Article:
We also are offering for just a few people the ability to take advantage of the campaign’s social reach which would include Facebook posts, Tweets (though we don’t have many twitter followers), and backer updates to promote their campaign. I got the idea from Jeanne Veillette Bowerman. She offered a similar reward during her Impasse Kickstarter campaign.
MV: Since the story has a strong foundation in music would you mind talking a little about the process of licensing music for a film especially when you have specific bands in mind?
Jack: This was the first rabbit hole I found myself in when I decided to make this project. Music is so integral, that I’m hoping the entire thing plays like a nine minute music video with no dialogue. Currently there’s only voice over, so if I can just visually tell the story with the music soundtrack, that’d be something. Although, I think the voice over adds a lot. We’ll see what happens in the edit.
Anyway, so the first big surprise was learning you need two licenses if you want a song on film. In order to have a song play over your motion picture you need a sync license. This is controlled by the publisher of the song. The publisher of the song is someone who represented the writers of the song. Once you secure a sync license, you most likely want to use the song that everyone is familiar with. For that you need the master license. This is almost always controlled by the record label.
Something else to keep in mind is that you might catch the publisher or artists on a good day, and they like your project, and they offer you the sync rights for $500 which is about as low as it’s gonna get for a film festival only license. However, if the record label wants to charge you $1,000 for the master use license, you now need to pay the publisher $1000 because MFN (most favored nation) applies. So now you’re spending $2,000 for one song, you will only get to use for one year on the film festival circuit. And if you’ve now set the bar at $1000 per license (they refer to it as a side when you speak to publishers/record labels), any other song you want in your film is going to cost $1000 because MFN applies to all of them as well. It is possible that you’ll get a band that didn’t have MFN in their contract, but I doubt it unless they’re a complete unknown on an indie label or something like that.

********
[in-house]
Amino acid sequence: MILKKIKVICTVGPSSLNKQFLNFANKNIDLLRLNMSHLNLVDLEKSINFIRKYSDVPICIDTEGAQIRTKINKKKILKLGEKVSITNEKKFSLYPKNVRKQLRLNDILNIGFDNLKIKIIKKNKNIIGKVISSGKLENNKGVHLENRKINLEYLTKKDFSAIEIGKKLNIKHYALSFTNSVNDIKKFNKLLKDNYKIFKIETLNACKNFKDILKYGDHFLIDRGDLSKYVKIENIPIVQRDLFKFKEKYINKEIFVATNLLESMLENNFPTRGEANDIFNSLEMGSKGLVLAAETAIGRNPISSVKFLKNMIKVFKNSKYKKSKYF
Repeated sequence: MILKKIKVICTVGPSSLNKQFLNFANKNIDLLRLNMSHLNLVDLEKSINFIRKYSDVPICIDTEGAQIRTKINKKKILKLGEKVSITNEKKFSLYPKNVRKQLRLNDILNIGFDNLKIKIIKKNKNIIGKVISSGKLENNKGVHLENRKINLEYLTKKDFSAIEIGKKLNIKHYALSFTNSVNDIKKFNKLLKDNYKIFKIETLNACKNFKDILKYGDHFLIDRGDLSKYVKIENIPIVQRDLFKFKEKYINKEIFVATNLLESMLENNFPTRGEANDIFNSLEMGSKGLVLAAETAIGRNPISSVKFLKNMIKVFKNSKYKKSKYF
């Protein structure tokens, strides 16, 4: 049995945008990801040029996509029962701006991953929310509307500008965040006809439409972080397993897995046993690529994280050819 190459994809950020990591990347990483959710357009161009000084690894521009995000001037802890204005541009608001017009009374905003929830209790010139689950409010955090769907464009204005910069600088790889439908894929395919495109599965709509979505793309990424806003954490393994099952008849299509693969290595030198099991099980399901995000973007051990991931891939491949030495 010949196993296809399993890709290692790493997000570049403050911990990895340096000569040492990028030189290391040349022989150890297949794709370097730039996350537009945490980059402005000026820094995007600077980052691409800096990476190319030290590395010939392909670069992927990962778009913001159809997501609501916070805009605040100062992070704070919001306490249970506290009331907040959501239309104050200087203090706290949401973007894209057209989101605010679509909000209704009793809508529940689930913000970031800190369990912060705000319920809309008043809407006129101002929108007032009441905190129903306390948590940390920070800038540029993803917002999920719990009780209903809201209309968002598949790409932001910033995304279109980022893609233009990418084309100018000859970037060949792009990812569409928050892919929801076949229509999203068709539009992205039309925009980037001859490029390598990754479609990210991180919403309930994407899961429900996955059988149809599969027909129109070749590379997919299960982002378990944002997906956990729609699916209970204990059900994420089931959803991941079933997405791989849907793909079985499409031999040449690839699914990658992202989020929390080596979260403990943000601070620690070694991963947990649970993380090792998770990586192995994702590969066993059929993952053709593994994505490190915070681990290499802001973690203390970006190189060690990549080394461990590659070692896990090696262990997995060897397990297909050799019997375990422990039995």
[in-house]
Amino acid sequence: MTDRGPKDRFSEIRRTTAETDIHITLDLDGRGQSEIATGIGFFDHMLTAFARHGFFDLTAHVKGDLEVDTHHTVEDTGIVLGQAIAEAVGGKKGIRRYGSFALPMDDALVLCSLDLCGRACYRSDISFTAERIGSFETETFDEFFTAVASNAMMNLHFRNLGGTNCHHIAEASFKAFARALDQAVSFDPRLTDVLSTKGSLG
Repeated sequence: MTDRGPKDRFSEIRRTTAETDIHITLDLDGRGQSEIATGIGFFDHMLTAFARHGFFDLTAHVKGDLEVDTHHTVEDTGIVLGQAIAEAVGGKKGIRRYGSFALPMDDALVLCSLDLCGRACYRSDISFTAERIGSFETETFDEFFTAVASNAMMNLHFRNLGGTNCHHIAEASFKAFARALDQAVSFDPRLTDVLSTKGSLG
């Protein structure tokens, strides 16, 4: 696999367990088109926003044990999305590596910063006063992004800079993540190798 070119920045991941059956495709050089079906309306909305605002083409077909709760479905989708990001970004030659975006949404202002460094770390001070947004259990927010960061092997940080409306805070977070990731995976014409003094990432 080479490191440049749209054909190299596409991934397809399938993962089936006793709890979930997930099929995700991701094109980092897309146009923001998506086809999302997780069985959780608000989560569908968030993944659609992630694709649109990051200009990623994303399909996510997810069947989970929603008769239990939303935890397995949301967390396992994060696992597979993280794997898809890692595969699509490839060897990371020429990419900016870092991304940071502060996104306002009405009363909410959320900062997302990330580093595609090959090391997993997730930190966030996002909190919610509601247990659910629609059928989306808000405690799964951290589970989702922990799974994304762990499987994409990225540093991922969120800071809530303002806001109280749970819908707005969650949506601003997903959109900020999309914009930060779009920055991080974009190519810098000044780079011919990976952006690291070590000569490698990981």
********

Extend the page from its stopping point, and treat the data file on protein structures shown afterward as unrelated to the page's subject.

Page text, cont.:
So the biggest obstacle I came across while budgeting this project was that I have no idea how much I need for music licensing. It could be a couple thousand, it could be ten thousand. Most of that budget I’ll be covering out of my own pocket because it’s such an unknown.
MV: So licensing music for a film is a lot more difficult than one would think. In our last interview we discussed the importance music has on your writing process. Which bands wrapped themselves around your keyboard this time?
Jack: For this script I created a playlist which I hope to actually use in the film. It includes Slayer, A Tribe Called Quest, Nine Inch Nails, Rage Against the Machine and Suicidal Tendencies. If all those bands agree to let me use their songs at a reasonable price, I’ll be incredibly happy. I don’t know what the odds are on that, but I’m hopeful. You can listen to the playlist here.
For just in general, I’ve been listening to Hesitation Marks, the new album by Nine Inch Nails and The Marshall Mathers LP 2 by Eminem. When I was writing a Western with my brother I had Mac Miller on repeat.
MV: There are still a lot of older bands whose music is not yet available online. What advice would you give to those musicians who are holding out on releasing their music on a digital platform?
Jack: To each their own in my opinion. I know for some bands like Tool, they see their albums as a collective art piece, not individual songs to be broken up. I can respect that. It’s rare to find an album that works only as a full set and not as individual items. That’s the only legitimate reason I can think of. This isn’t 2000. This isn’t Napster. It’s been fourteen years since Metallica made that huge fuss. Get over it and get on board.